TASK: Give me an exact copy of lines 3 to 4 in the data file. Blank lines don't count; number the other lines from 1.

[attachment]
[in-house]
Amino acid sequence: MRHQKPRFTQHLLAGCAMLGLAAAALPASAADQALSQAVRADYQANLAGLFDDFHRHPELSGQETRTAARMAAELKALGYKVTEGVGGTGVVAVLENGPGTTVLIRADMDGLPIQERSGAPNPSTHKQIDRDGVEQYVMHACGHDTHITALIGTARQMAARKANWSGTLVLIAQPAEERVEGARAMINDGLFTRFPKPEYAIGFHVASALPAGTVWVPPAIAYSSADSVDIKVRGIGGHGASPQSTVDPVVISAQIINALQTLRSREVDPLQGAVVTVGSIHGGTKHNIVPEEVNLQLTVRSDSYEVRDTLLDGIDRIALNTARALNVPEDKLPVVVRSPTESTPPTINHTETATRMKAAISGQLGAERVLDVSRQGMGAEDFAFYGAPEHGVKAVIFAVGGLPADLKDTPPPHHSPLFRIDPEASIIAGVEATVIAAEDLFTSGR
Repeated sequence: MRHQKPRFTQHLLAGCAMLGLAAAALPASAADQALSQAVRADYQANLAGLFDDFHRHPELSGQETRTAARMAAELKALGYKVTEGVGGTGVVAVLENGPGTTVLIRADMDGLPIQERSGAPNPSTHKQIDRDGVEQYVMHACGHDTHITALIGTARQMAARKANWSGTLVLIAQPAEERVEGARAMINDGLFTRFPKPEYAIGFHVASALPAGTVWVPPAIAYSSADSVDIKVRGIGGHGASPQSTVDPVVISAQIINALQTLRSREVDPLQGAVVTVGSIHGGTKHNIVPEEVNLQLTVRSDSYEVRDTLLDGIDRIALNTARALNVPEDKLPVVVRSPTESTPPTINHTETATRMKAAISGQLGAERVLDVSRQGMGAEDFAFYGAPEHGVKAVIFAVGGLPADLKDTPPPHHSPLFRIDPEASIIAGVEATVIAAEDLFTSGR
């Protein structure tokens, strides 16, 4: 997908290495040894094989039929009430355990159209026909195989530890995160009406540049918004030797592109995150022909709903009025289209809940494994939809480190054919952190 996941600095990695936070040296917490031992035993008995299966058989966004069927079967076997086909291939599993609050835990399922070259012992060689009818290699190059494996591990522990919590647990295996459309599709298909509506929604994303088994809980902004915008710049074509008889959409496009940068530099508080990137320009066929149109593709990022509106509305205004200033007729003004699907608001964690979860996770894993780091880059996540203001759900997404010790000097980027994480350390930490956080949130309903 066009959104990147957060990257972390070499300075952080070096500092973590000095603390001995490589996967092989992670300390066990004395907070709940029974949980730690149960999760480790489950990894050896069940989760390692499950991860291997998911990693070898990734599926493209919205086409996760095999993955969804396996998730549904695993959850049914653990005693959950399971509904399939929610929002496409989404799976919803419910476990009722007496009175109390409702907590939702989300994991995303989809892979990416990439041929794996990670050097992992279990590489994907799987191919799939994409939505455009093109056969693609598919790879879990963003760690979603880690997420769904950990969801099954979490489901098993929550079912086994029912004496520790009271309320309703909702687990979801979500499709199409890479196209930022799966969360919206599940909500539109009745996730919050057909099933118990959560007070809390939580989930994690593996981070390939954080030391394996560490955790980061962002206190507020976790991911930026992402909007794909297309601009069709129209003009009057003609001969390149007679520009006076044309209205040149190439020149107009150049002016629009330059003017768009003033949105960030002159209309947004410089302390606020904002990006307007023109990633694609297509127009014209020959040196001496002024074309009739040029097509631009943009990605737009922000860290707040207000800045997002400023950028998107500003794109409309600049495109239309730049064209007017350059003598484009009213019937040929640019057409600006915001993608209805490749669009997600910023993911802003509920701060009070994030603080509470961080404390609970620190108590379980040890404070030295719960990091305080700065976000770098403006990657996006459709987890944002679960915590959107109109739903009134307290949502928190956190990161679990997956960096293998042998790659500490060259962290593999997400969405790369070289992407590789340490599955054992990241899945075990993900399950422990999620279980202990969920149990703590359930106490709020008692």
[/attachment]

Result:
Repeated sequence: MRHQKPRFTQHLLAGCAMLGLAAAALPASAADQALSQAVRADYQANLAGLFDDFHRHPELSGQETRTAARMAAELKALGYKVTEGVGGTGVVAVLENGPGTTVLIRADMDGLPIQERSGAPNPSTHKQIDRDGVEQYVMHACGHDTHITALIGTARQMAARKANWSGTLVLIAQPAEERVEGARAMINDGLFTRFPKPEYAIGFHVASALPAGTVWVPPAIAYSSADSVDIKVRGIGGHGASPQSTVDPVVISAQIINALQTLRSREVDPLQGAVVTVGSIHGGTKHNIVPEEVNLQLTVRSDSYEVRDTLLDGIDRIALNTARALNVPEDKLPVVVRSPTESTPPTINHTETATRMKAAISGQLGAERVLDVSRQGMGAEDFAFYGAPEHGVKAVIFAVGGLPADLKDTPPPHHSPLFRIDPEASIIAGVEATVIAAEDLFTSGR
């Protein structure tokens, strides 16, 4: 997908290495040894094989039929009430355990159209026909195989530890995160009406540049918004030797592109995150022909709903009025289209809940494994939809480190054919952190 996941600095990695936070040296917490031992035993008995299966058989966004069927079967076997086909291939599993609050835990399922070259012992060689009818290699190059494996591990522990919590647990295996459309599709298909509506929604994303088994809980902004915008710049074509008889959409496009940068530099508080990137320009066929149109593709990022509106509305205004200033007729003004699907608001964690979860996770894993780091880059996540203001759900997404010790000097980027994480350390930490956080949130309903 066009959104990147957060990257972390070499300075952080070096500092973590000095603390001995490589996967092989992670300390066990004395907070709940029974949980730690149960999760480790489950990894050896069940989760390692499950991860291997998911990693070898990734599926493209919205086409996760095999993955969804396996998730549904695993959850049914653990005693959950399971509904399939929610929002496409989404799976919803419910476990009722007496009175109390409702907590939702989300994991995303989809892979990416990439041929794996990670050097992992279990590489994907799987191919799939994409939505455009093109056969693609598919790879879990963003760690979603880690997420769904950990969801099954979490489901098993929550079912086994029912004496520790009271309320309703909702687990979801979500499709199409890479196209930022799966969360919206599940909500539109009745996730919050057909099933118990959560007070809390939580989930994690593996981070390939954080030391394996560490955790980061962002206190507020976790991911930026992402909007794909297309601009069709129209003009009057003609001969390149007679520009006076044309209205040149190439020149107009150049002016629009330059003017768009003033949105960030002159209309947004410089302390606020904002990006307007023109990633694609297509127009014209020959040196001496002024074309009739040029097509631009943009990605737009922000860290707040207000800045997002400023950028998107500003794109409309600049495109239309730049064209007017350059003598484009009213019937040929640019057409600006915001993608209805490749669009997600910023993911802003509920701060009070994030603080509470961080404390609970620190108590379980040890404070030295719960990091305080700065976000770098403006990657996006459709987890944002679960915590959107109109739903009134307290949502928190956190990161679990997956960096293998042998790659500490060259962290593999997400969405790369070289992407590789340490599955054992990241899945075990993900399950422990999620279980202990969920149990703590359930106490709020008692």